What Does ‘Minimally Dilutive’ Actually Mean?

Equity financing has become one of the most widely used forms of financing for founders looking to accelerate the growth of their companies. While it remains popular, many founders are also looking to alternative financing to access growth capital while minimizing equity dilution. In this article, we will explore what “minimally dilutive” means and the types of financing that offer this.

Minimally dilutive financing

What is Equity Dilution?

Equity dilution reduces a founder’s ownership as a result of new shareholders.
There is a common misconception that equity is a bad thing. While this can sometimes be true, dilution serves a purpose in growing the company so that the founder’s equity value can grow as well. Many founders see this dilution as a necessary part of growth as long as they prepare for it accordingly. 

What is ‘Minimally Dilutive’ Financing?

“Minimally dilutive” has become a popular phrase used by venture debt and revenue-based financing lenders.
The term comes from the warrants issued by the company, which gives the lender the right, but not the obligation, to buy stock from the company at a certain price in the future. Warrants come with an expiry date that typically range from 5 to 10 years. If the lender does not exercise the warrants before the expiry date, the warrants expire.

Warrants are dilutive.
Lenders receive newly issued stock. However, unlike the dilution associated with equity investors, warrants do not pay dividends or come with voting rights. Warrant coverage typically ranges between 10-20% for venture debt loans and 10-40% for revenue-based financing loans. The exact percentage is generally determined by the risk-level of the company.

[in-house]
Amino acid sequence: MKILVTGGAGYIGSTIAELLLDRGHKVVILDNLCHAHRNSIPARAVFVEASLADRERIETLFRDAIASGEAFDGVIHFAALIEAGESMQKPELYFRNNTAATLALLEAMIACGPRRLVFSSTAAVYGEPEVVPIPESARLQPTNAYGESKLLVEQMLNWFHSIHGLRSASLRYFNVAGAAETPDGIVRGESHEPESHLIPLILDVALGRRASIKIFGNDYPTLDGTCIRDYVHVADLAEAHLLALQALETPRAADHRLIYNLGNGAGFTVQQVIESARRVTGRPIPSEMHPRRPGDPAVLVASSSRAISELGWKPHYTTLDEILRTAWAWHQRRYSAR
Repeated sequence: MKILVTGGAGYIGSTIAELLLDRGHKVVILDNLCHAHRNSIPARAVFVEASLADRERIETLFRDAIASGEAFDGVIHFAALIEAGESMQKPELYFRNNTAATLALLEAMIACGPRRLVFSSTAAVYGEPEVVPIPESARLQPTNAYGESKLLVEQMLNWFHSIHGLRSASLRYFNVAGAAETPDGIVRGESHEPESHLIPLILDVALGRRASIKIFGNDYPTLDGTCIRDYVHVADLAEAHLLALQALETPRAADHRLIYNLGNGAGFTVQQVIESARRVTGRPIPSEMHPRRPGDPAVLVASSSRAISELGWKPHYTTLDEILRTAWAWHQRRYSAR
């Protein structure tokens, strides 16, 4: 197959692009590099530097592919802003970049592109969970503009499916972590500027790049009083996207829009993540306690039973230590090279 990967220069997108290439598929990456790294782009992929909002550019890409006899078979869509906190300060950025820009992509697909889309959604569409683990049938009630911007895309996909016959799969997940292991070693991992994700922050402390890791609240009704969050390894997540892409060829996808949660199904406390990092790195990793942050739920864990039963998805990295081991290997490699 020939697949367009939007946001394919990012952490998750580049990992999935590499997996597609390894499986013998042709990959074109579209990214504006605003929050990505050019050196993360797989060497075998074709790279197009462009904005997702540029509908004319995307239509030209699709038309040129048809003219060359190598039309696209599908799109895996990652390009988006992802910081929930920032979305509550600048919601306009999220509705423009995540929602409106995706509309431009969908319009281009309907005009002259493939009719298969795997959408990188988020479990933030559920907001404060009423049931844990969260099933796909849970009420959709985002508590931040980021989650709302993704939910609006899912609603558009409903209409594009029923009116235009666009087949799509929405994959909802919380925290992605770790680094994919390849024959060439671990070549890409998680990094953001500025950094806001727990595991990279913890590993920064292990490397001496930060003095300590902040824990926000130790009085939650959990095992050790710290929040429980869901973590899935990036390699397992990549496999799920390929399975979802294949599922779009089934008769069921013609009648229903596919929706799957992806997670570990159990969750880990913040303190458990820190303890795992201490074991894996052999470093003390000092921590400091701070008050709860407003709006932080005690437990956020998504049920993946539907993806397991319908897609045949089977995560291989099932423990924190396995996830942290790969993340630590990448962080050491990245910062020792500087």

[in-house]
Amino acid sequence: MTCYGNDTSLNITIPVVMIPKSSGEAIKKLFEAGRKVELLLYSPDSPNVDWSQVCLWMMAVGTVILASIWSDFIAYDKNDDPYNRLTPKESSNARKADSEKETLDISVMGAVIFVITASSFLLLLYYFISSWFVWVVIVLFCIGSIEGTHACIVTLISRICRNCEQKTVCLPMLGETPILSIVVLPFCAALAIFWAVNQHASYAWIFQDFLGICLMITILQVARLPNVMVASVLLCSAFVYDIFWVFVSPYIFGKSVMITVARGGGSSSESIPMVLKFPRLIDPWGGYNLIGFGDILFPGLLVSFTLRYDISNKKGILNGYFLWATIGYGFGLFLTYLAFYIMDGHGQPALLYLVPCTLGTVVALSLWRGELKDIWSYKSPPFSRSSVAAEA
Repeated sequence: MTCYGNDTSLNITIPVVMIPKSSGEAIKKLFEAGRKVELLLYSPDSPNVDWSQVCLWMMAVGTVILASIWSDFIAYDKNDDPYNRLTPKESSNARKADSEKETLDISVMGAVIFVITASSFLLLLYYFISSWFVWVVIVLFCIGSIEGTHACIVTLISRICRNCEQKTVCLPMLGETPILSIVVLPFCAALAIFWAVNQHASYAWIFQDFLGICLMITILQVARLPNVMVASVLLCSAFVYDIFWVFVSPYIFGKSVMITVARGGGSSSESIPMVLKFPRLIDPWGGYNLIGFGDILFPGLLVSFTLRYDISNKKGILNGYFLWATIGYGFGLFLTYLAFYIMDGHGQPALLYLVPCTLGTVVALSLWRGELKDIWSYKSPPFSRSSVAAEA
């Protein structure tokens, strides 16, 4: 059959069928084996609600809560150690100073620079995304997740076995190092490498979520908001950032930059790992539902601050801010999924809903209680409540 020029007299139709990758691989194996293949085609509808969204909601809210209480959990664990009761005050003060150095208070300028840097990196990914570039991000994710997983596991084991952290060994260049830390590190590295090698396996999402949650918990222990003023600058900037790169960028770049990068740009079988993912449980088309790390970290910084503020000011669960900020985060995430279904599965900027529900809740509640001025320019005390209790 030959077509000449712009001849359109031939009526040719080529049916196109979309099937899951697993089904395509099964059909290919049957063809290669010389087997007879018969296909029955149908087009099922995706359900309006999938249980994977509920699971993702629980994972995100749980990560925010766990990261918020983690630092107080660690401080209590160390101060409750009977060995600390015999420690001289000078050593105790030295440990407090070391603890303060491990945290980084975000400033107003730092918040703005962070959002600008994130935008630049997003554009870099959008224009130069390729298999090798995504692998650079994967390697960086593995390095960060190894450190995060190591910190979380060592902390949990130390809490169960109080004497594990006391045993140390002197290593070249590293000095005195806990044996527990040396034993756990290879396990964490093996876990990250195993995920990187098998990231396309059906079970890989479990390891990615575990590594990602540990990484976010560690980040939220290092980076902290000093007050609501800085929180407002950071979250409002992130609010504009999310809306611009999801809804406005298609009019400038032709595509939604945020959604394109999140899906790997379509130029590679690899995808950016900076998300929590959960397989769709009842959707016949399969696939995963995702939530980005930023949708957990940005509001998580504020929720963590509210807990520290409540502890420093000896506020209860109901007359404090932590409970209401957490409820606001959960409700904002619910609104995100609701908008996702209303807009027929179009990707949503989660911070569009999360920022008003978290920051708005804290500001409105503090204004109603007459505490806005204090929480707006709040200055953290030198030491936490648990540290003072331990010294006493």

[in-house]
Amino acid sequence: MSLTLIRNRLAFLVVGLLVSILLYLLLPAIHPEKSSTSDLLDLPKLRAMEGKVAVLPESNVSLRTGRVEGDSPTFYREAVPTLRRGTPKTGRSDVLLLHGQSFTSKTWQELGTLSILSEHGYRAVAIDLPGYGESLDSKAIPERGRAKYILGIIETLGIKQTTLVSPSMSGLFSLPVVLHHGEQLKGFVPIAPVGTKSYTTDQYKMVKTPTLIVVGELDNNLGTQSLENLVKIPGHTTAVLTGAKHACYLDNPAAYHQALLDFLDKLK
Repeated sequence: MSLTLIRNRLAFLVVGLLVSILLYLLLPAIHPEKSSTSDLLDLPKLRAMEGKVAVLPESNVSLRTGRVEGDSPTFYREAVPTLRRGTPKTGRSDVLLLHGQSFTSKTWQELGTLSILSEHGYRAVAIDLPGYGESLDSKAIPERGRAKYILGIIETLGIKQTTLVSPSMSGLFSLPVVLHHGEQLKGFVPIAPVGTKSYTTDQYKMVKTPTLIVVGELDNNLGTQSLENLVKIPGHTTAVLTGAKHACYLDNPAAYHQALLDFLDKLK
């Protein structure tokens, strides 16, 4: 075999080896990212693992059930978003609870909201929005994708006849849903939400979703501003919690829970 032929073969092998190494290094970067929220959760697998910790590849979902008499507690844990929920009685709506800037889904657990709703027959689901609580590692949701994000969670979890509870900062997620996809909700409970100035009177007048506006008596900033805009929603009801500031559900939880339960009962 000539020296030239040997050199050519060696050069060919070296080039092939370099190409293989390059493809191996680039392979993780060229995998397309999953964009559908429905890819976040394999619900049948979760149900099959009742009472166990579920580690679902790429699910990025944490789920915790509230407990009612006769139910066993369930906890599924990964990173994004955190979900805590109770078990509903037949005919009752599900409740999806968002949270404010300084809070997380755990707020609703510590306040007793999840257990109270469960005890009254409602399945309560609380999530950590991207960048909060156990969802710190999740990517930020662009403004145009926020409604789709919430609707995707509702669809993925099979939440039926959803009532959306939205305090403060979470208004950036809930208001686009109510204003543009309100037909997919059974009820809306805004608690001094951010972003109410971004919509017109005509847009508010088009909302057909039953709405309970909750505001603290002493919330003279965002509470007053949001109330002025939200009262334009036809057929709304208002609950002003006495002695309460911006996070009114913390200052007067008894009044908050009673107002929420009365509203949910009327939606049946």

Flow Capital, a venture debt lender, provides Company A a $2M loan with 10% warrant coverage with a 5-year term.
This results in a warrant for $200,000 worth of shares in Company A, which expires after 5 years.

Warrant Terms

Why Warrants?

Warrants are often given to investors as an incentive for investing and are most often seen in venture debt rounds.
Lenders are attracted to warrants as means of leveraging their positions in a security, limiting their downside, or exploiting arbitrage opportunities. For the company, warrants represent a potential source of capital in the future and as a way of preserving goodwill with shareholders.


“Minimally dilutive” financing through venture debt loans or revenue-based financing offer companies a great opportunity to access growth capital while minimizing equity dilution. As discussed, dilution only occurs in these types of loans when warrants are exercised, which must occur before their expiry date. For more information on venture debt loans or revenue-based financing, please explore our Knowledge Center.